Measuring efficiency of community health centers: a multi-model approach considering quality of care and heterogeneous operating environments
Ronald G. McGarvey, Andreas Thorsen, Maggie L. Thorsen, Rohith Madhi Reddy
Health Care Management Science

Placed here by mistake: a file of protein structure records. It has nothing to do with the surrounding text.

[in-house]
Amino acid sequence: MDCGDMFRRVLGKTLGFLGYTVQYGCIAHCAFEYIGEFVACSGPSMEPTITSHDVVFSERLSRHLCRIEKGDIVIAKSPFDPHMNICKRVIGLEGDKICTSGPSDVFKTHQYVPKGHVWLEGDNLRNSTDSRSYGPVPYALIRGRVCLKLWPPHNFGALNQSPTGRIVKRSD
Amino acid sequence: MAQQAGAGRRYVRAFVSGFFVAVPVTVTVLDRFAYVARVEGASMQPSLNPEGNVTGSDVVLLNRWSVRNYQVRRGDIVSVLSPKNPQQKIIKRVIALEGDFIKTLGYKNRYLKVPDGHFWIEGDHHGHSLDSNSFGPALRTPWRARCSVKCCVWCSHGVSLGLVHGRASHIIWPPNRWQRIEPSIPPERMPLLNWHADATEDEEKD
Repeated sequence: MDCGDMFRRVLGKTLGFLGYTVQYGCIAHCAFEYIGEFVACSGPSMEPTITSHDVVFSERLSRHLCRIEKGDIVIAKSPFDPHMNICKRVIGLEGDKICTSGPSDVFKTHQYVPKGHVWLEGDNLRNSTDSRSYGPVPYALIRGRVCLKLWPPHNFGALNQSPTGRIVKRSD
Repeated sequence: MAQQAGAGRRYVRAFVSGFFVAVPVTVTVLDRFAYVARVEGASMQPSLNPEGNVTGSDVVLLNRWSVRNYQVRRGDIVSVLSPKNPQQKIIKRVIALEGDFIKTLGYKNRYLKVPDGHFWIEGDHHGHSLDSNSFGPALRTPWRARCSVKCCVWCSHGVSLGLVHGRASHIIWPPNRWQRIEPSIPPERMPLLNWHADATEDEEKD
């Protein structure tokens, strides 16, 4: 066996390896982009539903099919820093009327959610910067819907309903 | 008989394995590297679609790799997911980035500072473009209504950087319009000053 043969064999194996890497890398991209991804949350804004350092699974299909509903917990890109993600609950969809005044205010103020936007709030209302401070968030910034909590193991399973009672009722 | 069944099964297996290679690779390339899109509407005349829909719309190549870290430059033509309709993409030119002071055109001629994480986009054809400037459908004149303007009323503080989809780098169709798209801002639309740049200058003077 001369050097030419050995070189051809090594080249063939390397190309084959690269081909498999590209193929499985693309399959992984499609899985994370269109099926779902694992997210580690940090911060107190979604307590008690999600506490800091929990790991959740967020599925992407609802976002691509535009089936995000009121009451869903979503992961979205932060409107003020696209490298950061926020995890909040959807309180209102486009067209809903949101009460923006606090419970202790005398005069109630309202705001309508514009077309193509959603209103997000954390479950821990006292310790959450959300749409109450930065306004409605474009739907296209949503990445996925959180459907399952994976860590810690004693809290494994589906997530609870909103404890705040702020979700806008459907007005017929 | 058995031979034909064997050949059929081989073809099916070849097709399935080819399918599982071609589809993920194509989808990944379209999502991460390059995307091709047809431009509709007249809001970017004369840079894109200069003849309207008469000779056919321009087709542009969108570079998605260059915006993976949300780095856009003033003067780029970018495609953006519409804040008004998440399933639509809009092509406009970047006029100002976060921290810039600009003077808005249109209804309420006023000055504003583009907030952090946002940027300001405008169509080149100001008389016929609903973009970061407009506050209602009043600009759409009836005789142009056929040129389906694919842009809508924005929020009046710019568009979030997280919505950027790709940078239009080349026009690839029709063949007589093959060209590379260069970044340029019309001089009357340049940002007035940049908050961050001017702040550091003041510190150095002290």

Over 1300 federally-qualified health centers (FQHCs) in the US provide care to vulnerable populations in different contexts, addressing diverse patient health and socioeconomic characteristics. In this study, we use data envelopment analysis (DEA) to measure FQHC performance, applying several techniques to account for both quality of outputs and heterogeneity among FQHC operating environments. To address quality, we examine two formulations, the Two-Model DEA approach of Shimshak and Lenard (denoted S/L), and a variant of the Quality-Adjusted DEA approach of Sherman and Zhou (denoted S/Z). To mitigate the aforementioned heterogeneities, a data science approach utilizing latent class analysis (LCA) is conducted on a set of metrics not included in the DEA, to identify latent typologies of FQHCs. Each DEA quality approach is applied in both an aggregated (including all FQHCs in a single DEA model) and a partitioned case (solving a DEA model for each latent class, such that an FQHC is compared only to its peer group). We find that the efficient frontier for the aggregated S/L approach disproportionately included smaller FQHCs, whereas the aggregated S/Z approach's reference set included many larger FQHCs. The partitioned cases found that both the S/L and S/Z aggregated models disproportionately disfavored (different) members of certain classes with respect to efficiency scores. Based on these results, we provide general insights into the trade-offs of using these two models in conjunction with a clustering approach such as LCA.
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